President Signs Cunningham/Katko Bill Establishing Virtual VA Claims Hearings
WASHINGTON – President Donald Trump has signed into law bipartisan legislation that enables veterans to virtually attend Department of Veteran Affairs claims hearings from home.
The legislation was introduced by Reps. Joe Cunningham, D-S.C, and John Katko, R-N.Y. in October.
Prior to the bill becoming law, the Board of Veterans’ Appeals, which is based in Washington, D.C., only conducted tele-hearings from certain VA locations, meaning veterans had to travel sometimes great distances to testify in support of their claims for benefits and other services.
Under the new law, the Board of Veterans’ Appeals is required to allow veterans with pending appeals to appear remotely from their personal computers.
Cunningham said under the old system, veterans in his Lowcountry district in South Carolina either had to drive to the state capitol in Columbia or to Savannah, Georgia, treks, depending on where they lived in the district, that could be as far as 113 miles.
Likewise Katko said the cumbersome policy required veterans in his Central New York district to travel to the nearest regional office in Buffalo or Albany, a distance of up to 150 miles in each case.
“This adds a time-consuming commute to an already stressful process for veterans and their families,” he said. “By modernizing this process and allowing remote access to hearings before the Board, the VA Tele-Hearing Modernization Act will reduce the burden for veterans and their families.”
“[This] bill is not only critical for disabled veterans who have mobility issues, but is now especially important for every veteran as we become more reliant on virtual interaction amid the COVID-19 pandemic,” said Cunningham, who is a member of the House Veterans’ Affairs Committee. “Now, veterans will have the option to teleconference into these hearings from the comfort of their own homes using their personal computers.”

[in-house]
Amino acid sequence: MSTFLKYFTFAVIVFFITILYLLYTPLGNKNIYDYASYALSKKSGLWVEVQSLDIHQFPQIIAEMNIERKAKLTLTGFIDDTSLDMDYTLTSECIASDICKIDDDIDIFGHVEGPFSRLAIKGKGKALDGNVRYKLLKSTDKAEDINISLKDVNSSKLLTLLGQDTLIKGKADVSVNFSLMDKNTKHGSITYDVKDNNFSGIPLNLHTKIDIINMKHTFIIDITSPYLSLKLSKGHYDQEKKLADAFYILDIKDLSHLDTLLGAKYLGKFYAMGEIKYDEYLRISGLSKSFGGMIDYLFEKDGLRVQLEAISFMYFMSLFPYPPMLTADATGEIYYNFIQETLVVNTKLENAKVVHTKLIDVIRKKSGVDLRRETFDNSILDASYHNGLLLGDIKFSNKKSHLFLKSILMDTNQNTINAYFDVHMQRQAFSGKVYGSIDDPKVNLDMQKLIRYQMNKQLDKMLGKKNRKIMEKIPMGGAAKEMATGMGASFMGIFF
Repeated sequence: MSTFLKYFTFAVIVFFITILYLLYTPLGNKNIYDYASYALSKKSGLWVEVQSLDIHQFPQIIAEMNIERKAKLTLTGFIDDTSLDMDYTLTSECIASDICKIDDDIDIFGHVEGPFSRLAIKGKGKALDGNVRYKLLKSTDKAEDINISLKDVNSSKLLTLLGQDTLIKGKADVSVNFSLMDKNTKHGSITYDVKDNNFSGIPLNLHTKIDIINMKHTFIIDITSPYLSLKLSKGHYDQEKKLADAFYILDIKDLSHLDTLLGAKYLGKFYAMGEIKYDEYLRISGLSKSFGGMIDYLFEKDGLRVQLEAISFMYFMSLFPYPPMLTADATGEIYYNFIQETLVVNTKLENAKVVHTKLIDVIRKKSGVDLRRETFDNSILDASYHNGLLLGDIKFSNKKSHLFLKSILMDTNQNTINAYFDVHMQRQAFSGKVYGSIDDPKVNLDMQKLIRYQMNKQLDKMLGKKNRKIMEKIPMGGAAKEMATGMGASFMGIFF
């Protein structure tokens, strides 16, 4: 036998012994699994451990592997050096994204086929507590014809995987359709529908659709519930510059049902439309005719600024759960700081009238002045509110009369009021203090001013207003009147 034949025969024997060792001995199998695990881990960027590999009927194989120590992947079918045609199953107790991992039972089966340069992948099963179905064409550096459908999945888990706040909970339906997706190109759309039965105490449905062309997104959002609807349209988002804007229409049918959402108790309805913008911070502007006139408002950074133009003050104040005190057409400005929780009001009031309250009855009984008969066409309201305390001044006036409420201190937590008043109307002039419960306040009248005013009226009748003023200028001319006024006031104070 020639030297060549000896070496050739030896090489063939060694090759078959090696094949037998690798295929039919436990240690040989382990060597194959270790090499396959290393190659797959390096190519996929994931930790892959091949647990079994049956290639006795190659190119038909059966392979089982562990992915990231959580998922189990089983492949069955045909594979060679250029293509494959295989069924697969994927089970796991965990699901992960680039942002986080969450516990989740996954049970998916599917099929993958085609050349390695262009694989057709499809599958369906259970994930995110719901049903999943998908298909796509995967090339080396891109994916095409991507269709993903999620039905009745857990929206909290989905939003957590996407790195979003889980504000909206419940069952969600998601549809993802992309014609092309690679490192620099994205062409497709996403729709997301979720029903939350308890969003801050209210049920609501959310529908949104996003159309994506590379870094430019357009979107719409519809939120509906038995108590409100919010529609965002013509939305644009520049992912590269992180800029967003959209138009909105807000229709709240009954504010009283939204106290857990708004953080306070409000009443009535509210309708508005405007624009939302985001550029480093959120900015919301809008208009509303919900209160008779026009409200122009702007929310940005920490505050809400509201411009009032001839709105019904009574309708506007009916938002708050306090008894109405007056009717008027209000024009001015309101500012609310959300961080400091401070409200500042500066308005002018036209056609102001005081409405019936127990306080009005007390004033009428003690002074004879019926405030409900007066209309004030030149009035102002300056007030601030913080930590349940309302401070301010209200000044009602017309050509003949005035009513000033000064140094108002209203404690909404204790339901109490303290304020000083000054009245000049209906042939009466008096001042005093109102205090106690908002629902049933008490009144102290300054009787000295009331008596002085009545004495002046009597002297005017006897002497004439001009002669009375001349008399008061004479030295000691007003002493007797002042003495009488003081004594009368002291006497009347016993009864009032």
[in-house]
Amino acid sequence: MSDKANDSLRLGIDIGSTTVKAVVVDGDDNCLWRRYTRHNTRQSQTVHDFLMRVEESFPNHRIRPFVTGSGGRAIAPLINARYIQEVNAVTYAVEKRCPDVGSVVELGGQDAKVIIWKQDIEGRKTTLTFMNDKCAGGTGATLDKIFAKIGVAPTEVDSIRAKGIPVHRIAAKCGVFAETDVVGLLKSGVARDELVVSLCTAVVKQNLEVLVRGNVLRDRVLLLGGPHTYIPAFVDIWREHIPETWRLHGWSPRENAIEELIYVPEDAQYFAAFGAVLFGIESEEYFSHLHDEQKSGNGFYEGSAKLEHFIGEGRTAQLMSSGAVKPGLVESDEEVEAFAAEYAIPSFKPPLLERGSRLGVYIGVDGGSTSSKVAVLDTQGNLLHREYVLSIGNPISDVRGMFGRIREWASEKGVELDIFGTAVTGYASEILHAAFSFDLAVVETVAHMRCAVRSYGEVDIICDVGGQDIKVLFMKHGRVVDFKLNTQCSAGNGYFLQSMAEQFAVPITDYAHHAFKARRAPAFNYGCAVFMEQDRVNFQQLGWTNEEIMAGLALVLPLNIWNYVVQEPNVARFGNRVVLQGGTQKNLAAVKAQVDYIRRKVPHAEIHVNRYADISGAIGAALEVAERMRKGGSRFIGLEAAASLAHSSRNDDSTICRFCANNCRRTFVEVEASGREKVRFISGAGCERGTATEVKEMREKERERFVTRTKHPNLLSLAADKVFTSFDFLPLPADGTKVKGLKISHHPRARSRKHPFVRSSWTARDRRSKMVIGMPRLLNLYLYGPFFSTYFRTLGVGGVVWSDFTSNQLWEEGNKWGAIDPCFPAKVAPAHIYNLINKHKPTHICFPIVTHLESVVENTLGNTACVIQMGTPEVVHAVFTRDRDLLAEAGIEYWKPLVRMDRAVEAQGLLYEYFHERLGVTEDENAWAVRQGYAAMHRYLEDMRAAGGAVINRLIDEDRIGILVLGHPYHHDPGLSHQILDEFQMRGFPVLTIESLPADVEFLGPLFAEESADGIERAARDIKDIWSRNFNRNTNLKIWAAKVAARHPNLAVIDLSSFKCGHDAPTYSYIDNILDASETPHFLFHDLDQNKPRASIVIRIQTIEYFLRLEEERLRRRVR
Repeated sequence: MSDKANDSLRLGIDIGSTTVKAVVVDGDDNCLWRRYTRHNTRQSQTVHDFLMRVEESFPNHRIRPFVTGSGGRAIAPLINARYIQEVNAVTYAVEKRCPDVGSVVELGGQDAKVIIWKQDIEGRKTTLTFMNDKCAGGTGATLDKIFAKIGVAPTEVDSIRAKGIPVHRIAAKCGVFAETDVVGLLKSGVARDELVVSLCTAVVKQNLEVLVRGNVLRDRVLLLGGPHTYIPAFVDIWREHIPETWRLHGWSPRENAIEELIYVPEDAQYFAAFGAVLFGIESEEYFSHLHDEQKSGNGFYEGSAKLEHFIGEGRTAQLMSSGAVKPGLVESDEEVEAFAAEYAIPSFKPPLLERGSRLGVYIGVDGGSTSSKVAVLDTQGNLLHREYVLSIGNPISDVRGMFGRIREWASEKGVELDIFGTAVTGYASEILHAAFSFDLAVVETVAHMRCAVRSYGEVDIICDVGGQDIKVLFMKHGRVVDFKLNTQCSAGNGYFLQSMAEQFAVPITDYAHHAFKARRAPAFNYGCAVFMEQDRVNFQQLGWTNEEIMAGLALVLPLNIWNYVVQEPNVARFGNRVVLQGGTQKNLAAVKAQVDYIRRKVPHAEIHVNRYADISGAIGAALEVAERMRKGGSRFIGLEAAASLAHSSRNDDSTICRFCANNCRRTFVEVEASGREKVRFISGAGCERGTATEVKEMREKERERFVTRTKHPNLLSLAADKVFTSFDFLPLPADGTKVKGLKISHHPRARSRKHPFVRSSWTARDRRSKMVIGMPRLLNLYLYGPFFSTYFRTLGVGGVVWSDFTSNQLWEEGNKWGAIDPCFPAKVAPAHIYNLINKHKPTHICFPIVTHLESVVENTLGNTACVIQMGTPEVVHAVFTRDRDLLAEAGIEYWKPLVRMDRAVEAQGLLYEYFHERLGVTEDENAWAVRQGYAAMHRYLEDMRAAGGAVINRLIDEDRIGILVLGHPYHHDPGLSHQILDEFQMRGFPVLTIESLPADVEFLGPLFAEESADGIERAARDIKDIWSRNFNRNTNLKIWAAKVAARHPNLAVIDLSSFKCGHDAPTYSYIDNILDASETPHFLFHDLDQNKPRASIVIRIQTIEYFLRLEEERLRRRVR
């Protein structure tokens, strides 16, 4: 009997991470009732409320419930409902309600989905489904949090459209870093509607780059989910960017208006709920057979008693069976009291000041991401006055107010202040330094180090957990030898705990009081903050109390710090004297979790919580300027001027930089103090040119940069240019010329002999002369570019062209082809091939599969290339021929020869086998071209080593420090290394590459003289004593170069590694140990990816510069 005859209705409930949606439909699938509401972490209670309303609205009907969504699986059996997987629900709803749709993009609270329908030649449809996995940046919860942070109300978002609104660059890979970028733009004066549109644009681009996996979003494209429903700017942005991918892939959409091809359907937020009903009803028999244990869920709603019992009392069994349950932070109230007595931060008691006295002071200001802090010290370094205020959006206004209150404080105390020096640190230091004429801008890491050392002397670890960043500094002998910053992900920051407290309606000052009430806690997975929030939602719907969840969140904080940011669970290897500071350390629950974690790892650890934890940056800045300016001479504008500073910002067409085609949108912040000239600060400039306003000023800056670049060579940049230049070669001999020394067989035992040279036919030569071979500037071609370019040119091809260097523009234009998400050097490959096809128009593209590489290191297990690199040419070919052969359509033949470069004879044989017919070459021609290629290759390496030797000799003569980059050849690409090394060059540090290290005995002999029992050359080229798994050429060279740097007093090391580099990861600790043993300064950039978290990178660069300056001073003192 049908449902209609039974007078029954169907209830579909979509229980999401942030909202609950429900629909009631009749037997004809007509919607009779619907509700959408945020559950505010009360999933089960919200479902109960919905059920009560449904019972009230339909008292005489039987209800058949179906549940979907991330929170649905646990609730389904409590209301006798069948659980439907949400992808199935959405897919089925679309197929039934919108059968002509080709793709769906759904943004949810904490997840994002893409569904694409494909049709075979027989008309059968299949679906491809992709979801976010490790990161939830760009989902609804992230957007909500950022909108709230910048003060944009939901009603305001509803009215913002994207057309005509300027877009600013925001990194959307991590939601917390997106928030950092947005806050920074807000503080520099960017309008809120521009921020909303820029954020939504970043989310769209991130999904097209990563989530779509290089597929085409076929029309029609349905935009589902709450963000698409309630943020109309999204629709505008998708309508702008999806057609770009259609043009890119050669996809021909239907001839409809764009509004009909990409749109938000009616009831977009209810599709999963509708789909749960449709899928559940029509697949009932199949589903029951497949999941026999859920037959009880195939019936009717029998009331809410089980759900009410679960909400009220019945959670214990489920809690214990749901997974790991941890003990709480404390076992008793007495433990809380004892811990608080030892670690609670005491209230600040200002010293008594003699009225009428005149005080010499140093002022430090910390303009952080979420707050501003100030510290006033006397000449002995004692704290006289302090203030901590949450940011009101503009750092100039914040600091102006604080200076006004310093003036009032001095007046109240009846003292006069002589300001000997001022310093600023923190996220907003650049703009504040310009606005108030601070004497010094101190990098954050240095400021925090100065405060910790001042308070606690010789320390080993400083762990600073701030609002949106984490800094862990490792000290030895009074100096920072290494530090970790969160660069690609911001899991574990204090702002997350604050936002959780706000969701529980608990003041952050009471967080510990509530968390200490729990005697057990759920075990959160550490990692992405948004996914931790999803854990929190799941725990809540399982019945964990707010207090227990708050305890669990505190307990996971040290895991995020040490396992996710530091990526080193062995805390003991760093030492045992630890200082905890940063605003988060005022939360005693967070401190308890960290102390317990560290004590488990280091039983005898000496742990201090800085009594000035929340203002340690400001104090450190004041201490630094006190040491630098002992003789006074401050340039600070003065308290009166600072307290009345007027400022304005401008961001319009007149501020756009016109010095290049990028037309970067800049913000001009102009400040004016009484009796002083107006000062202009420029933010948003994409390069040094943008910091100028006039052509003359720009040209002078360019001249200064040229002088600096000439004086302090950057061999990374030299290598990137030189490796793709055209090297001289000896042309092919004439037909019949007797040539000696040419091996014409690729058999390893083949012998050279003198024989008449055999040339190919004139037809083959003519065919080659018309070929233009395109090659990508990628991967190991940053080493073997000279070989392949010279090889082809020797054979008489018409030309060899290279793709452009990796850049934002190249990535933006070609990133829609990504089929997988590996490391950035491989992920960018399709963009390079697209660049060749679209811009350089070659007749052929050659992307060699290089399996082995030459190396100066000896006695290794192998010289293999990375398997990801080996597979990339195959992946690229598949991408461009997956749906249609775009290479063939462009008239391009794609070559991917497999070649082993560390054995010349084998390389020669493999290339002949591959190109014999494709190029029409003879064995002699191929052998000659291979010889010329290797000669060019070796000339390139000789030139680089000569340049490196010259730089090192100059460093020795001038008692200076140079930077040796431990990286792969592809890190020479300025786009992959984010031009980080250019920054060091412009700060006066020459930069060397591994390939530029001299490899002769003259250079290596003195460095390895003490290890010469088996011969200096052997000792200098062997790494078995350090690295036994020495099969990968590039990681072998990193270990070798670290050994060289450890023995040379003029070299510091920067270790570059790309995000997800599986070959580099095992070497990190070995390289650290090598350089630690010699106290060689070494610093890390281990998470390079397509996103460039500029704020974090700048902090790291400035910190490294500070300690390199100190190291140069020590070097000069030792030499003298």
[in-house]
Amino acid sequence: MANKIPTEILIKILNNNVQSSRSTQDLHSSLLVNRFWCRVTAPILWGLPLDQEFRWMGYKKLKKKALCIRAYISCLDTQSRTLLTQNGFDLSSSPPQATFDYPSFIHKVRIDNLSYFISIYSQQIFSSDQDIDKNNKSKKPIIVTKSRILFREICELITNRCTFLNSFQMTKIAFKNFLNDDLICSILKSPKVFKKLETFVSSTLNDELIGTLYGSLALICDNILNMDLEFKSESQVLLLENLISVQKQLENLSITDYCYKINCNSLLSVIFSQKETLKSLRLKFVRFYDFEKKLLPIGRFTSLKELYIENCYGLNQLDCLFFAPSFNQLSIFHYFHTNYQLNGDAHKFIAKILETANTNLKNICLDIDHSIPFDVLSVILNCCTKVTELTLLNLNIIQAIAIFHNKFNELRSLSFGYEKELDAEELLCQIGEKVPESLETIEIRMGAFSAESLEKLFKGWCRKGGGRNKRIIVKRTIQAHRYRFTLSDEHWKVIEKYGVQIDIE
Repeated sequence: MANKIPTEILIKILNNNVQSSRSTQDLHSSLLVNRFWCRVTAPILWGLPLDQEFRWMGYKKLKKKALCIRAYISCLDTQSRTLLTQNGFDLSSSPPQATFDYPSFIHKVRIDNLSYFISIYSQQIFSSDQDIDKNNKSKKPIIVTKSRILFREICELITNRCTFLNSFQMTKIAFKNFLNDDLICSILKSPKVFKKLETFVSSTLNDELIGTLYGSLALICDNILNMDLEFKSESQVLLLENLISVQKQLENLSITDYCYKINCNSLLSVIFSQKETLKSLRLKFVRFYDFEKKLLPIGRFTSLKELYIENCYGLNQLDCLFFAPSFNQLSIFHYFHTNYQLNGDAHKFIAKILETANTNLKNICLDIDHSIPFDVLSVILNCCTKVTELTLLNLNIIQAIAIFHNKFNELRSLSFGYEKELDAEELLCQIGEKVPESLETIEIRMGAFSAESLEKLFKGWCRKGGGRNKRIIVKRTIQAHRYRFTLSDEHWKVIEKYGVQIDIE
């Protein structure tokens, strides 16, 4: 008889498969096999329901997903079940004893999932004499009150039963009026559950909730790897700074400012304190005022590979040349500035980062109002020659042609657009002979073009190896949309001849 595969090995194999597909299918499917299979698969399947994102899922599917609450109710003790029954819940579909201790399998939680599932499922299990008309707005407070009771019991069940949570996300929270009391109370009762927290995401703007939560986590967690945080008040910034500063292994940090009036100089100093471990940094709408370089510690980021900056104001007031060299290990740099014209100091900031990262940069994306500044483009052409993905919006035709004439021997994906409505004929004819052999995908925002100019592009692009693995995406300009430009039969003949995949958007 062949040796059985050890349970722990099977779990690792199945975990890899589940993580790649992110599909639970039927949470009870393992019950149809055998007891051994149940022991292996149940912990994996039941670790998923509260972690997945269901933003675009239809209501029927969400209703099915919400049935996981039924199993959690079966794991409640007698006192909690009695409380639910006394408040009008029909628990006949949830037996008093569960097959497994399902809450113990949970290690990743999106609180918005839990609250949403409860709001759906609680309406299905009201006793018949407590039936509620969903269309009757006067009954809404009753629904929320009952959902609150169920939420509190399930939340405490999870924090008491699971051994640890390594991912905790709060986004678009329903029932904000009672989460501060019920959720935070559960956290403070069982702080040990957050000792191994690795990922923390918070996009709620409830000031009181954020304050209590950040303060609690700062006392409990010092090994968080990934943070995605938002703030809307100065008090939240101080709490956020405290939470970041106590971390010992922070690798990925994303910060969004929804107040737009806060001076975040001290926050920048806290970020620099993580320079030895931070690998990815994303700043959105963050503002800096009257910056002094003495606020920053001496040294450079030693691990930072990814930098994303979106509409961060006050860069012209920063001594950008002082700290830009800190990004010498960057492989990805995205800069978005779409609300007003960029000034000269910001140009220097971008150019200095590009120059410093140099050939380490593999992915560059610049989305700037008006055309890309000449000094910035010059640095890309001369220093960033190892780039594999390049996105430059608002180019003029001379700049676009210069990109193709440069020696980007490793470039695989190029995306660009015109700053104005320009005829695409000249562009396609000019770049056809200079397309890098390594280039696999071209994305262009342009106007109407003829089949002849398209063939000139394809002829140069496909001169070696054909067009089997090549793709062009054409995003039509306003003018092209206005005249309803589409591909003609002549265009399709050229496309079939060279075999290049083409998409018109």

“At a time in which veterans across the country are relying on tele-hearings to receive decisions on VA disability benefits and other services, I am proud that the president has signed the bipartisan VA Tele-Hearing Modernization Act into law,” Katko said.
In The News
As the U.S. struggles to fight off a lingering coronavirus pandemic, the full impact of the crisis on the lives of Americans is just starting to come into view. But for the veteran community -- as for many other groups -- the crisis has already taken... Read More
WASHINGTON - America's veteran population is changing, with its overall size declining, the number of women in its ranks on the rise, and a generation of Post 9-11 vets who are far more likely to suffer from a service-connected disability than their predecessors. Those are primary... Read More
Congressional leaders who oversee the budget for the Veterans Administration are making a Memorial Day push for the removal of gravestones containing swastikas and praise for Adolf Hitler from veterans’ cemeteries. Outrage over the symbols representing Nazism is bipartisan. The push for action comes from U.S.... Read More
After an effort to add the names of 74 sailors to the Vietnam Veterans Memorial hit a roadblock in the Senate, supporters of inscribing the names of the men who died aboard the USS Frank E. Evans are continuing to press for their inclusion. In a... Read More
WASHINGTON - At a time when experts instruct at-risk persons to avoid large crowds and to social distance to protect their health, the United States’ electoral process is getting more attention than ever. Senator Jon Tester, D-Mont., Senator Tammy Duckworth, D-Ill., and Representative Jason Crow, D-Colo.,... Read More
WASHINGTON (AP) — The Senate’s top Democrat on Sunday called on the Department of Veterans Affairs to explain why it allowed the use of an unproven drug on veterans for the coronavirus, saying patients may have been put at unnecessary risk. Sen. Charles Schumer of New York said the... Read More